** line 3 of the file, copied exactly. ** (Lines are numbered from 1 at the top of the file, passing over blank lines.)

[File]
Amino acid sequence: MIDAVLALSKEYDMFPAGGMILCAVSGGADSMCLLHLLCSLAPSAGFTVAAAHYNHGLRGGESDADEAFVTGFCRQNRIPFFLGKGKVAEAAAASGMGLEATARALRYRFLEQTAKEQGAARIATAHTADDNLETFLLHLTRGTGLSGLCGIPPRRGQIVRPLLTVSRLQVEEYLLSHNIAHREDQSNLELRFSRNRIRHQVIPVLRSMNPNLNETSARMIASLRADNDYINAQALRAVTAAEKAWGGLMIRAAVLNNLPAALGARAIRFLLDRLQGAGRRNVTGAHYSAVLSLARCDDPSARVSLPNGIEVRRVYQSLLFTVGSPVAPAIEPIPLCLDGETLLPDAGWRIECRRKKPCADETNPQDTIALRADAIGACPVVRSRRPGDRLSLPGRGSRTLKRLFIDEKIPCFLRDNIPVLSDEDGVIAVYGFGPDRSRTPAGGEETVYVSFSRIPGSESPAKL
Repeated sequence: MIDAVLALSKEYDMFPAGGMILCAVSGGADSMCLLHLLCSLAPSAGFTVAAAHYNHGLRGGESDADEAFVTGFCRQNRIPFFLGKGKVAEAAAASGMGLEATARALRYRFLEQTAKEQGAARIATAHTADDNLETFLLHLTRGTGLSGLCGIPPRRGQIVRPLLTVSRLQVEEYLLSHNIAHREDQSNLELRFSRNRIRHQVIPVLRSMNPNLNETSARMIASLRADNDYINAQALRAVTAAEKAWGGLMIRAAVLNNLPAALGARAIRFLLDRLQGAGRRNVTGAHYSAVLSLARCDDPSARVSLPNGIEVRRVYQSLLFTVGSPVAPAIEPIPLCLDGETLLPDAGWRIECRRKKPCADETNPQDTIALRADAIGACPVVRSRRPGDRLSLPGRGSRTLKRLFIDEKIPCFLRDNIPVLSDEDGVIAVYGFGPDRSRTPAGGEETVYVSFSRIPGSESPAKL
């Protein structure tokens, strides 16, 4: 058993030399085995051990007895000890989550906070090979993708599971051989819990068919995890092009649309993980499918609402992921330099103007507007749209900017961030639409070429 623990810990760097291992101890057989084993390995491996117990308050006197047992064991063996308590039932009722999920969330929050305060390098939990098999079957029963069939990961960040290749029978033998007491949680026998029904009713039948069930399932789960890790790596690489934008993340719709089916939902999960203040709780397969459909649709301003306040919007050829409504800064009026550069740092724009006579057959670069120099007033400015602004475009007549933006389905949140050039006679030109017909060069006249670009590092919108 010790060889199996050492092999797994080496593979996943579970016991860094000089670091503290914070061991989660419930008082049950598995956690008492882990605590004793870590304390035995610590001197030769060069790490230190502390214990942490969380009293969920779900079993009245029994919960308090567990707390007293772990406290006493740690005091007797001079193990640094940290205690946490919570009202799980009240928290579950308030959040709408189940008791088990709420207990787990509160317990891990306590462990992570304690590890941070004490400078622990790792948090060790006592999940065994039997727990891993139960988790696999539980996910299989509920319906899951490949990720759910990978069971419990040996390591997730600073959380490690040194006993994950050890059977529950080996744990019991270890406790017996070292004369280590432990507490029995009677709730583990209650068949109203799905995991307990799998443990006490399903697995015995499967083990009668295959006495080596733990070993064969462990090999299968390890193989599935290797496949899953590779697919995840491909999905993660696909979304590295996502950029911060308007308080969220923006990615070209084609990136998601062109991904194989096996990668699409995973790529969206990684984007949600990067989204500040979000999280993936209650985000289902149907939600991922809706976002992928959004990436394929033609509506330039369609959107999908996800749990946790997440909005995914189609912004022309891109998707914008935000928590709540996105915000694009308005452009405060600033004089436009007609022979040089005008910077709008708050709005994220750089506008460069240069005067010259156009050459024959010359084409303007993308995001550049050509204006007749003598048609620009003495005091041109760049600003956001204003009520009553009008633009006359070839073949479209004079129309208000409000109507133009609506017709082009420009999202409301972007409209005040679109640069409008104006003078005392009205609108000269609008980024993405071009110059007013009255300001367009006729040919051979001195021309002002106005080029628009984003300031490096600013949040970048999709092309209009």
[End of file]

């Protein structure tokens, strides 16, 4: 058993030399085995051990007895000890989550906070090979993708599971051989819990068919995890092009649309993980499918609402992921330099103007507007749209900017961030639409070429 623990810990760097291992101890057989084993390995491996117990308050006197047992064991063996308590039932009722999920969330929050305060390098939990098999079957029963069939990961960040290749029978033998007491949680026998029904009713039948069930399932789960890790790596690489934008993340719709089916939902999960203040709780397969459909649709301003306040919007050829409504800064009026550069740092724009006579057959670069120099007033400015602004475009007549933006389905949140050039006679030109017909060069006249670009590092919108 010790060889199996050492092999797994080496593979996943579970016991860094000089670091503290914070061991989660419930008082049950598995956690008492882990605590004793870590304390035995610590001197030769060069790490230190502390214990942490969380009293969920779900079993009245029994919960308090567990707390007293772990406290006493740690005091007797001079193990640094940290205690946490919570009202799980009240928290579950308030959040709408189940008791088990709420207990787990509160317990891990306590462990992570304690590890941070004490400078622990790792948090060790006592999940065994039997727990891993139960988790696999539980996910299989509920319906899951490949990720759910990978069971419990040996390591997730600073959380490690040194006993994950050890059977529950080996744990019991270890406790017996070292004369280590432990507490029995009677709730583990209650068949109203799905995991307990799998443990006490399903697995015995499967083990009668295959006495080596733990070993064969462990090999299968390890193989599935290797496949899953590779697919995840491909999905993660696909979304590295996502950029911060308007308080969220923006990615070209084609990136998601062109991904194989096996990668699409995973790529969206990684984007949600990067989204500040979000999280993936209650985000289902149907939600991922809706976002992928959004990436394929033609509506330039369609959107999908996800749990946790997440909005995914189609912004022309891109998707914008935000928590709540996105915000694009308005452009405060600033004089436009007609022979040089005008910077709008708050709005994220750089506008460069240069005067010259156009050459024959010359084409303007993308995001550049050509204006007749003598048609620009003495005091041109760049600003956001204003009520009553009008633009006359070839073949479209004079129309208000409000109507133009609506017709082009420009999202409301972007409209005040679109640069409008104006003078005392009205609108000269609008980024993405071009110059007013009255300001367009006729040919051979001195021309002002106005080029628009984003300031490096600013949040970048999709092309209009």